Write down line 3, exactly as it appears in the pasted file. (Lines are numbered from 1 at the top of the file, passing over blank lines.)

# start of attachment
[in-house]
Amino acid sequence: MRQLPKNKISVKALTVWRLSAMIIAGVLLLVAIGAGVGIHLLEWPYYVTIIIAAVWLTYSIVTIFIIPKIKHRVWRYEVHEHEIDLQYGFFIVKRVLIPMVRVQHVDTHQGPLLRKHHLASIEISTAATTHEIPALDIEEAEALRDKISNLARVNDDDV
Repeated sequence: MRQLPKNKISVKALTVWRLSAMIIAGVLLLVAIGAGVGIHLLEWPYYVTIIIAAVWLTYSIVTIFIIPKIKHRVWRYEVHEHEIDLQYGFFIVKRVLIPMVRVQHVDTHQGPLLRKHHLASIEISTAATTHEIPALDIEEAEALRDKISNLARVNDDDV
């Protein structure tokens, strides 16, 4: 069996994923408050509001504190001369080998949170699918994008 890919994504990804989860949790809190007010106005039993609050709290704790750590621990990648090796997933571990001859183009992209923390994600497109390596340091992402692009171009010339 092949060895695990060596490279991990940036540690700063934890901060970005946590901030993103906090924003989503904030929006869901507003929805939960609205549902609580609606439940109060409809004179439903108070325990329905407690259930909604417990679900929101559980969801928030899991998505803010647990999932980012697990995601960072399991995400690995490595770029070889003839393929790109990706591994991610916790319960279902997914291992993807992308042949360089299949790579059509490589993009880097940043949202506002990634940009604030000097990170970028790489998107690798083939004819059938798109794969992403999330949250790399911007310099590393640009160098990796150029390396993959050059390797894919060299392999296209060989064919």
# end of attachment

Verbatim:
Repeated sequence: MRQLPKNKISVKALTVWRLSAMIIAGVLLLVAIGAGVGIHLLEWPYYVTIIIAAVWLTYSIVTIFIIPKIKHRVWRYEVHEHEIDLQYGFFIVKRVLIPMVRVQHVDTHQGPLLRKHHLASIEISTAATTHEIPALDIEEAEALRDKISNLARVNDDDV